Charter School Moonlights as Nightclub

The Harambee Institute of Science and Technology Charter School is shown in Philadelphia, March 30, 2010. AP Photo/Matt Rourke

Who knew a school cafeteria could be so much fun?

A space where hundreds of Philadelphia charter school students have been eating their lunches during mundane weekdays has been doubling in its off-hours as nightclub, offering dancing and drinking despite an expired liquor license.

City and school officials are not happy about the arrangement between Club Damani and the Harambee Institute of Science and Technology Charter School, which serves about 450 children in kindergarten through eighth grade.

Superintendent Arlene Ackerman said in a letter to Harambee on Monday that "a school and a nightclub cannot coexist in the same space and (the arrangement) must cease immediately," according to a school district statement.

As a charter school, Harambee receives about $3.5 million annually in public funds but operates independently of the district. Officials at Harambee, which is on spring break this week, could not be reached for comment Tuesday.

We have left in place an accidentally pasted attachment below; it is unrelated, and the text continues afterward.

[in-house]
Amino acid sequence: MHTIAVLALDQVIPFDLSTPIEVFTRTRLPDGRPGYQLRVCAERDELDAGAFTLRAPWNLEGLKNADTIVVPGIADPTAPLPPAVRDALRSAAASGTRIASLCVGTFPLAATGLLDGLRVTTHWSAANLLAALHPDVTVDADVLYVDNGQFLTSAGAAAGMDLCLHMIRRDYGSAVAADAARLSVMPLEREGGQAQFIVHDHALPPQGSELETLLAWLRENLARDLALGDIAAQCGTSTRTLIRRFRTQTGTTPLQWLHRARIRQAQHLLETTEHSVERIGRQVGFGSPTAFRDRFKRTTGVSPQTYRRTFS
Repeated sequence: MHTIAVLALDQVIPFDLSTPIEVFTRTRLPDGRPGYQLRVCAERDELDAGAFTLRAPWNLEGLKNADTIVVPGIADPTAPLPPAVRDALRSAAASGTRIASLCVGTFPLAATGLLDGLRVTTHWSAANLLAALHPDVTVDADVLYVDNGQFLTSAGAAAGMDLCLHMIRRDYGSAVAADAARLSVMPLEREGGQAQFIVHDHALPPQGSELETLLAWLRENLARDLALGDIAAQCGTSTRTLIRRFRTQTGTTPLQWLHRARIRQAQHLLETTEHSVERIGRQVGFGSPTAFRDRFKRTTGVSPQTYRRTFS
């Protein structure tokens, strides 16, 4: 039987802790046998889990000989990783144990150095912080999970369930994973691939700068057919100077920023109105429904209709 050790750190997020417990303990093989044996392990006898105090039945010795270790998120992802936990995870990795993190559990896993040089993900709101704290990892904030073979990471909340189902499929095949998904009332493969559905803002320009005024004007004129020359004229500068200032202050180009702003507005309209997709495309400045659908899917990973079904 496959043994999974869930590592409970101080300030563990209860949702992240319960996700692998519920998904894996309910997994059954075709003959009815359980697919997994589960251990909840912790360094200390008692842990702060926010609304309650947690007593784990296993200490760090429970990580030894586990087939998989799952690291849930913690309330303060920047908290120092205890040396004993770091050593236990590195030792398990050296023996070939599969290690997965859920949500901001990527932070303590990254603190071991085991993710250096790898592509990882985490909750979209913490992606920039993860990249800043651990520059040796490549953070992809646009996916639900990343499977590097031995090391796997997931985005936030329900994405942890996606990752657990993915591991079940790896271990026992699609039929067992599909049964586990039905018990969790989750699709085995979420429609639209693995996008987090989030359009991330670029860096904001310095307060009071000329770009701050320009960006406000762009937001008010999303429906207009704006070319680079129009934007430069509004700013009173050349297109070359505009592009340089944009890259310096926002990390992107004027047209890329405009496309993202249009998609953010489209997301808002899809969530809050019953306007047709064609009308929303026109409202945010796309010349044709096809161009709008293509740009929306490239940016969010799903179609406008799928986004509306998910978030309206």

Liquor licenses can be denied to establishments within 300 feet of a school. In this case, the school moved into a building that already was licensed, state Liquor Control Board spokeswoman Francesca Chapman said Tuesday.

Harambee's facility in West Philadelphia was once an Italian-American social club that had held a liquor license since 1936, Chapman said. The club transferred the license to the school-affiliated Harambee Institute in 2002, but Chapman said it expired in 2008.

The city's Department of Licenses & Inspections cited the club in February for lacking three necessary business permits, said Maura Kennedy, a spokeswoman for the mayor's office. The club has until April 10 to comply or it will be shut down, she said.
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